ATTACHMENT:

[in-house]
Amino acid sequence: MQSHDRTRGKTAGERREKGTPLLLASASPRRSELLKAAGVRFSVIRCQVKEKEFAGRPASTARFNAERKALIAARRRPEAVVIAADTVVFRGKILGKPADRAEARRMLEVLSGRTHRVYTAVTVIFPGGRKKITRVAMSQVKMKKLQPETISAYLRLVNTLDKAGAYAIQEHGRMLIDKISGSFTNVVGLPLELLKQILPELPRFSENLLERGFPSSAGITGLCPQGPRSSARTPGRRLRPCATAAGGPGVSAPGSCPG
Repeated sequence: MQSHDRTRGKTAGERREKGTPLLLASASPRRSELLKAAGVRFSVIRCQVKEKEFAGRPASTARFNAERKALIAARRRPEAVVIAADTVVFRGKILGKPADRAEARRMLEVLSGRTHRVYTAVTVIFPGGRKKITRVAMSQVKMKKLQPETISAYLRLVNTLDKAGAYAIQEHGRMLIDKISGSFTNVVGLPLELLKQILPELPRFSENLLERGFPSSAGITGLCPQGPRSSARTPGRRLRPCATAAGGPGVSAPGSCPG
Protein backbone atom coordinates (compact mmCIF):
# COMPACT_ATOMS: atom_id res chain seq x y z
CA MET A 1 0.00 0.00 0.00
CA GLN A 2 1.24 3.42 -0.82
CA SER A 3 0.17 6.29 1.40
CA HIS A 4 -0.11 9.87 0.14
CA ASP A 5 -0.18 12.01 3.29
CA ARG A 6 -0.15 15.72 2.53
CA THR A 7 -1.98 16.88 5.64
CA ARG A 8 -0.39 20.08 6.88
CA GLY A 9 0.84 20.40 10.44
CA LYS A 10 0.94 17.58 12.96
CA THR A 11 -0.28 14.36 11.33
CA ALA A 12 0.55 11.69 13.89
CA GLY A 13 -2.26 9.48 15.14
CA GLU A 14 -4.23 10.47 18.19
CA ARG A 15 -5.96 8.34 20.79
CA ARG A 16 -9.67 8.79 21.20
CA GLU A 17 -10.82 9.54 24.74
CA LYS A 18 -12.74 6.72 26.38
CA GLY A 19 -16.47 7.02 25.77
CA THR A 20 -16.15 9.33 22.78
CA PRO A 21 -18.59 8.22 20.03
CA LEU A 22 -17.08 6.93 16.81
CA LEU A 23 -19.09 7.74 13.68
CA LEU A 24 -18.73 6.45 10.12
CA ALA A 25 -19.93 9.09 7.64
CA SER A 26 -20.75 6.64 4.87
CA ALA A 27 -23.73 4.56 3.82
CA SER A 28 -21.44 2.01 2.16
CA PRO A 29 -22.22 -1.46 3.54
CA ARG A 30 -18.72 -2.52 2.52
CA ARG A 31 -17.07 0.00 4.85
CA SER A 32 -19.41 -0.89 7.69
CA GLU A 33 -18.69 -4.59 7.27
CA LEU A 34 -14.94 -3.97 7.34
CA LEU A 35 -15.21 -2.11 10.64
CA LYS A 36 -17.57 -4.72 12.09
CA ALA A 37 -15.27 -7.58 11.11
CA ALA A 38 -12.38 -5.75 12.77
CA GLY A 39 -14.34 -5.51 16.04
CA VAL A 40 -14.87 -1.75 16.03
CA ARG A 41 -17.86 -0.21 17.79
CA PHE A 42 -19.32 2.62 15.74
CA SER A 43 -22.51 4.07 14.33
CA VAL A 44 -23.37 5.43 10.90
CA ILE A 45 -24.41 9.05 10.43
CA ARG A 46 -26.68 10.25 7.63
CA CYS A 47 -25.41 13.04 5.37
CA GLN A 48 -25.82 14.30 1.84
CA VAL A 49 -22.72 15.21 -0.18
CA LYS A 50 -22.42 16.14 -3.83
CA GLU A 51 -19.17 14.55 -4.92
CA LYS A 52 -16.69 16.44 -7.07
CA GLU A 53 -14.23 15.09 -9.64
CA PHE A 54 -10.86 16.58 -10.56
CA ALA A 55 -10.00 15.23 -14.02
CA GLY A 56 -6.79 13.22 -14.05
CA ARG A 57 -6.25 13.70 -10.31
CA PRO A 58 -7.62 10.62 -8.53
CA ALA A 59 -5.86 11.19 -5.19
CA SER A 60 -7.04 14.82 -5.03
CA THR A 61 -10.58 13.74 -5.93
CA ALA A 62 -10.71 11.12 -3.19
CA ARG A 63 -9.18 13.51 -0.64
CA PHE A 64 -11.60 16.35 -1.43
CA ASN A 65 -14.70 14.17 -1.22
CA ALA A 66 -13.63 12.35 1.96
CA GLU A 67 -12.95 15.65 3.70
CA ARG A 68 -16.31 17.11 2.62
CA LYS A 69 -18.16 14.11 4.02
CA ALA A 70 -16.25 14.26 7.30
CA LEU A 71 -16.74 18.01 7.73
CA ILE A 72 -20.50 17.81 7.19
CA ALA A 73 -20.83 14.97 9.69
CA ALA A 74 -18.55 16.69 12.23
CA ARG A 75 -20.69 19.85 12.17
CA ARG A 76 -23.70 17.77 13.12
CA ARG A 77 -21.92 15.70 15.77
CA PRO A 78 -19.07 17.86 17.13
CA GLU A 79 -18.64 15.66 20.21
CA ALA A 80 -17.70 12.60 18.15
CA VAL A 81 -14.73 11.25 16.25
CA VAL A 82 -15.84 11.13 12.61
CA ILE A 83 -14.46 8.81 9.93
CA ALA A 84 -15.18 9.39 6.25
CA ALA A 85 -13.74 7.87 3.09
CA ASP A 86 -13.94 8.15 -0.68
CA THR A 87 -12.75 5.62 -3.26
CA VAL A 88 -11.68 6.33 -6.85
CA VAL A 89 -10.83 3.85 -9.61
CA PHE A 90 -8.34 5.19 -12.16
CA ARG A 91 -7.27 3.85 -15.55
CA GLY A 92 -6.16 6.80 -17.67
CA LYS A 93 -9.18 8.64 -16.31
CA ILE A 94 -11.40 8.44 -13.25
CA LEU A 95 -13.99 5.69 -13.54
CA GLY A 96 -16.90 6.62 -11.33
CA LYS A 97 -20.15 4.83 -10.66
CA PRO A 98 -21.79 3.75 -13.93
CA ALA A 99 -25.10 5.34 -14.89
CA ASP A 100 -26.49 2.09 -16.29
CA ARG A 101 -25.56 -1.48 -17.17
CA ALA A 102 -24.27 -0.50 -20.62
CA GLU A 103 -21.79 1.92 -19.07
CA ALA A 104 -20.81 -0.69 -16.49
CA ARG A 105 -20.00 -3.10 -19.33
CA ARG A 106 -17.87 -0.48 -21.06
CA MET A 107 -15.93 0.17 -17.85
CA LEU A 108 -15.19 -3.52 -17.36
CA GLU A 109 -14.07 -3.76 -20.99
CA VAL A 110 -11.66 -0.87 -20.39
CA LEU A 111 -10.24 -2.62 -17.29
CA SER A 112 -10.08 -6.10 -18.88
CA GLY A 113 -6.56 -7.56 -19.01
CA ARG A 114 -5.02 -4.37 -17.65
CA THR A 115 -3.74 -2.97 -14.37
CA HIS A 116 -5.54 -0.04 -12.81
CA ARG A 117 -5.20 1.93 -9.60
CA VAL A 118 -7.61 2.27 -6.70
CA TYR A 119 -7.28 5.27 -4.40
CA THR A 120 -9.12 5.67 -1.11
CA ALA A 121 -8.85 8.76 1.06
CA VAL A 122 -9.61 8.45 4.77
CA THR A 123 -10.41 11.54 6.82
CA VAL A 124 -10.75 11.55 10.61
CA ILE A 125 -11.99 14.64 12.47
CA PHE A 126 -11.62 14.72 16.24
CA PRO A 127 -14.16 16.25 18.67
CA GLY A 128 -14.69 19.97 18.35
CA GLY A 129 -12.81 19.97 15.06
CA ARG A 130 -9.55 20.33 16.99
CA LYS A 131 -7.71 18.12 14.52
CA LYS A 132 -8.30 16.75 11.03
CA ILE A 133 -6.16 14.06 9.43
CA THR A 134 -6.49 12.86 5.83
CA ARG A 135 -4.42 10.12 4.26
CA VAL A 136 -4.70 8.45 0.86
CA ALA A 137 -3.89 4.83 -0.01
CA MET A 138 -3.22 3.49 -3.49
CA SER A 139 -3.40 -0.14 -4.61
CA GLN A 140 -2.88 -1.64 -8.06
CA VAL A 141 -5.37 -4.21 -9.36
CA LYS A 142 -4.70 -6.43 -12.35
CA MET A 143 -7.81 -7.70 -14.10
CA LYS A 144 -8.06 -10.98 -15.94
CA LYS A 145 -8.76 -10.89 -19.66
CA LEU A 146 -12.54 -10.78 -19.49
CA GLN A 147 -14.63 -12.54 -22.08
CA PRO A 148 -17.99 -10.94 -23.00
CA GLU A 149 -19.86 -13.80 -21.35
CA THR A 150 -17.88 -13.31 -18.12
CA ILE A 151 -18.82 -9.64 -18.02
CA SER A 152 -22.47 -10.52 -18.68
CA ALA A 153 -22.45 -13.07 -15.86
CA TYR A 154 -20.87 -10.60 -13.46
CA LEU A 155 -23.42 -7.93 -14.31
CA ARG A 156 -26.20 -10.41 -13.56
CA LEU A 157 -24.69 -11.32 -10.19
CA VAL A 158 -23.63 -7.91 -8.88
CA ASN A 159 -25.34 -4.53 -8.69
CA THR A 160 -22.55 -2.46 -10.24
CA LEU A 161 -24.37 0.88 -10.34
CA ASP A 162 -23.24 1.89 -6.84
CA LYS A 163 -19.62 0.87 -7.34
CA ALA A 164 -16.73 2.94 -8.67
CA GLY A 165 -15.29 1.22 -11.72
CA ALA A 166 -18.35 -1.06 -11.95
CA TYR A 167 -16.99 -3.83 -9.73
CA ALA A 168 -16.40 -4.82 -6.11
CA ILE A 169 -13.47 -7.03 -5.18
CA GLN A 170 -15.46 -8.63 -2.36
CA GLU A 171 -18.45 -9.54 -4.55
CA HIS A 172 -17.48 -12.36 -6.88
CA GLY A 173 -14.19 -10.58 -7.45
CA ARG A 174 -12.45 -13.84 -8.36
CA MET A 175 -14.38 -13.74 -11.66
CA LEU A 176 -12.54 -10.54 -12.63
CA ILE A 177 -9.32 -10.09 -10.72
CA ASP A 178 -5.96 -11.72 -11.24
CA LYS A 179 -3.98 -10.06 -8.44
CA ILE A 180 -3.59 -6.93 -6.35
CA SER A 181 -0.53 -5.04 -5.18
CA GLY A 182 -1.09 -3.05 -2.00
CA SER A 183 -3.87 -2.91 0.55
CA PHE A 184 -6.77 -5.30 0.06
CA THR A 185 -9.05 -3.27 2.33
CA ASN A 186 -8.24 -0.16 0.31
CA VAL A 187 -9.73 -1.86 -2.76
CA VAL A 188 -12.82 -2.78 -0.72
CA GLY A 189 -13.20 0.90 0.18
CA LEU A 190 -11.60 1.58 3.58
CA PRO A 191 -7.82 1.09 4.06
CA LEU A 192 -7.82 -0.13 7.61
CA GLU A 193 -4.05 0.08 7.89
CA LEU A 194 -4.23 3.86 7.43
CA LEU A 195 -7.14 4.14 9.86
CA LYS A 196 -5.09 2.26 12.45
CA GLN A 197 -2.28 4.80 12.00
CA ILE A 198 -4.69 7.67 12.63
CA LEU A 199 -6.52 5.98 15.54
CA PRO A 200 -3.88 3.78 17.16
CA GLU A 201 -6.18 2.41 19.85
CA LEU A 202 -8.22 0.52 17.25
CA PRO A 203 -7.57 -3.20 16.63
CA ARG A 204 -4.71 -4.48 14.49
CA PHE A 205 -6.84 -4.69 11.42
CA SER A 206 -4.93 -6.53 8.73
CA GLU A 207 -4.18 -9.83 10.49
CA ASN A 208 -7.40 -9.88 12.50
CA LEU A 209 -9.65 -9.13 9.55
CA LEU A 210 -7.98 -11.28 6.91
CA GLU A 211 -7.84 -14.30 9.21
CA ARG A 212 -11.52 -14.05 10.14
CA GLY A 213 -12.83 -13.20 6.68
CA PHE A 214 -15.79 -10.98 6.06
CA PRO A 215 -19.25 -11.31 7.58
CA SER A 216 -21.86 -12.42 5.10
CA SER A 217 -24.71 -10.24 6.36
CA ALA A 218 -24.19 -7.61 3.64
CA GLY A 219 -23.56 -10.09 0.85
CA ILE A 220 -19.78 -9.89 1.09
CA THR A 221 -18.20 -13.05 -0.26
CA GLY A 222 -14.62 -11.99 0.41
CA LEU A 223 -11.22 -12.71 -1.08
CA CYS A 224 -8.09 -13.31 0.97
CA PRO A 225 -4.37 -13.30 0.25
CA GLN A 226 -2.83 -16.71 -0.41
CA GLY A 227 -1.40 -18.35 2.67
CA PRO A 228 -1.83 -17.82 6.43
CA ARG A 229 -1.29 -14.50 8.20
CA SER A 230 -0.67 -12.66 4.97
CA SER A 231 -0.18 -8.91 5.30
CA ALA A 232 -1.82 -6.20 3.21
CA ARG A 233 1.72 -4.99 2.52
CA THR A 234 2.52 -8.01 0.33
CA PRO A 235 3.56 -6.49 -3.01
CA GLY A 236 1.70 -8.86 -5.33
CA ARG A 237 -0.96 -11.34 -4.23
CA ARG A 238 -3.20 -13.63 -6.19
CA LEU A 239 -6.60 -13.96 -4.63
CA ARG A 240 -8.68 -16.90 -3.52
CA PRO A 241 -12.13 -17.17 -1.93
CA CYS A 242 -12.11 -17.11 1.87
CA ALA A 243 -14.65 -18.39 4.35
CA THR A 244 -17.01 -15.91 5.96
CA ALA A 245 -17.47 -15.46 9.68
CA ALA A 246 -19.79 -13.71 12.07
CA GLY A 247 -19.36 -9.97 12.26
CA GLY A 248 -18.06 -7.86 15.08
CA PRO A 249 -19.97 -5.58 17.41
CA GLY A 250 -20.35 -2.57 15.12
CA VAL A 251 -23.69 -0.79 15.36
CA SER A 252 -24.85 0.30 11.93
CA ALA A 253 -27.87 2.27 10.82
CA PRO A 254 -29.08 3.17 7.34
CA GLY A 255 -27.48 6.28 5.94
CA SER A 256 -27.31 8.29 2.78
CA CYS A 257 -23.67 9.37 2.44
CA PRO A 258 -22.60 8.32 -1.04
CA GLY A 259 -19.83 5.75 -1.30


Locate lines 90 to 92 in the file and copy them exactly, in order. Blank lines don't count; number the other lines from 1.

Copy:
CA ALA A 85 -13.74 7.87 3.09
CA ASP A 86 -13.94 8.15 -0.68
CA THR A 87 -12.75 5.62 -3.26